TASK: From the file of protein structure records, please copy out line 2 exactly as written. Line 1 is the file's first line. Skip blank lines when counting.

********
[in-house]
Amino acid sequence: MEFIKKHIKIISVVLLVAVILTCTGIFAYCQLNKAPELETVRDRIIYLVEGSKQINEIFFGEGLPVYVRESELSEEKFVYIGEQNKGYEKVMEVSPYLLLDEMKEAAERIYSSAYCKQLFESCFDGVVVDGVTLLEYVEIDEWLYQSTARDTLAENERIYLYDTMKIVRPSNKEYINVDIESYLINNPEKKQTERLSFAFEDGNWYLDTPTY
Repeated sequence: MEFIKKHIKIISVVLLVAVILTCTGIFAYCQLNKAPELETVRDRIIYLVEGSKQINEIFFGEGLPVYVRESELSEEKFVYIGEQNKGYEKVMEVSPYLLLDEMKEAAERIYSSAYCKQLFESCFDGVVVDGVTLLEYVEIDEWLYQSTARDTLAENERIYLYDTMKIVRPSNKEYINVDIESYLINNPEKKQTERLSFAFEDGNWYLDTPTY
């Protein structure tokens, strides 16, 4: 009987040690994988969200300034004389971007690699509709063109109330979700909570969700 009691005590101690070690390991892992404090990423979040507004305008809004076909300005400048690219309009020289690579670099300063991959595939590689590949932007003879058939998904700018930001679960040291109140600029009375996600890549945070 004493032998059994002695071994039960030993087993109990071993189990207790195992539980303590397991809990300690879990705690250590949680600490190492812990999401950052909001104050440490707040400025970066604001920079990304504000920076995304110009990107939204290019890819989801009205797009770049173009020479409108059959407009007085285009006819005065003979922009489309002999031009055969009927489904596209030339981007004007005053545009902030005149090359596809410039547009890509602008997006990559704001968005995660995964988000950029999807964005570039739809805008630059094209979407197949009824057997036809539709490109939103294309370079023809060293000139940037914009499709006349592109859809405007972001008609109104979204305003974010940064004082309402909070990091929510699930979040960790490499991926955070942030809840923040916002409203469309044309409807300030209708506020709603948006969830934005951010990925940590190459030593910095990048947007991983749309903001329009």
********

Amino acid sequence: MEFIKKHIKIISVVLLVAVILTCTGIFAYCQLNKAPELETVRDRIIYLVEGSKQINEIFFGEGLPVYVRESELSEEKFVYIGEQNKGYEKVMEVSPYLLLDEMKEAAERIYSSAYCKQLFESCFDGVVVDGVTLLEYVEIDEWLYQSTARDTLAENERIYLYDTMKIVRPSNKEYINVDIESYLINNPEKKQTERLSFAFEDGNWYLDTPTY